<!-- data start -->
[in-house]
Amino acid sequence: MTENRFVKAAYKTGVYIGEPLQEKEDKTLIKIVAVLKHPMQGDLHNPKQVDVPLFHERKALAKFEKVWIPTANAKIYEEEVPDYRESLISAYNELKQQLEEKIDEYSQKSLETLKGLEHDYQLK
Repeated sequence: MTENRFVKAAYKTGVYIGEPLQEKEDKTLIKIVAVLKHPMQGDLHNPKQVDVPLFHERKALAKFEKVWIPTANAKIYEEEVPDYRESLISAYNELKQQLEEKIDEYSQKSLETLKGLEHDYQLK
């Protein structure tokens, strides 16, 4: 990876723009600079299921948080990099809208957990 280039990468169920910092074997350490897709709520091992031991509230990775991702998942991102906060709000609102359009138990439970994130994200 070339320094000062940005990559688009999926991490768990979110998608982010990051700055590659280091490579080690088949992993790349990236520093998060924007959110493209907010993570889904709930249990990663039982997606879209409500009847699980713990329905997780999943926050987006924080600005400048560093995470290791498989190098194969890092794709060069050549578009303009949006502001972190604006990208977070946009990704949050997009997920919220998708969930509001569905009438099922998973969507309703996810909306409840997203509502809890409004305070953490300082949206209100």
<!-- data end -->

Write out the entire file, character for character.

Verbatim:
[in-house]
Amino acid sequence: MTENRFVKAAYKTGVYIGEPLQEKEDKTLIKIVAVLKHPMQGDLHNPKQVDVPLFHERKALAKFEKVWIPTANAKIYEEEVPDYRESLISAYNELKQQLEEKIDEYSQKSLETLKGLEHDYQLK
Repeated sequence: MTENRFVKAAYKTGVYIGEPLQEKEDKTLIKIVAVLKHPMQGDLHNPKQVDVPLFHERKALAKFEKVWIPTANAKIYEEEVPDYRESLISAYNELKQQLEEKIDEYSQKSLETLKGLEHDYQLK
């Protein structure tokens, strides 16, 4: 990876723009600079299921948080990099809208957990 280039990468169920910092074997350490897709709520091992031991509230990775991702998942991102906060709000609102359009138990439970994130994200 070339320094000062940005990559688009999926991490768990979110998608982010990051700055590659280091490579080690088949992993790349990236520093998060924007959110493209907010993570889904709930249990990663039982997606879209409500009847699980713990329905997780999943926050987006924080600005400048560093995470290791498989190098194969890092794709060069050549578009303009949006502001972190604006990208977070946009990704949050997009997920919220998708969930509001569905009438099922998973969507309703996810909306409840997203509502809890409004305070953490300082949206209100």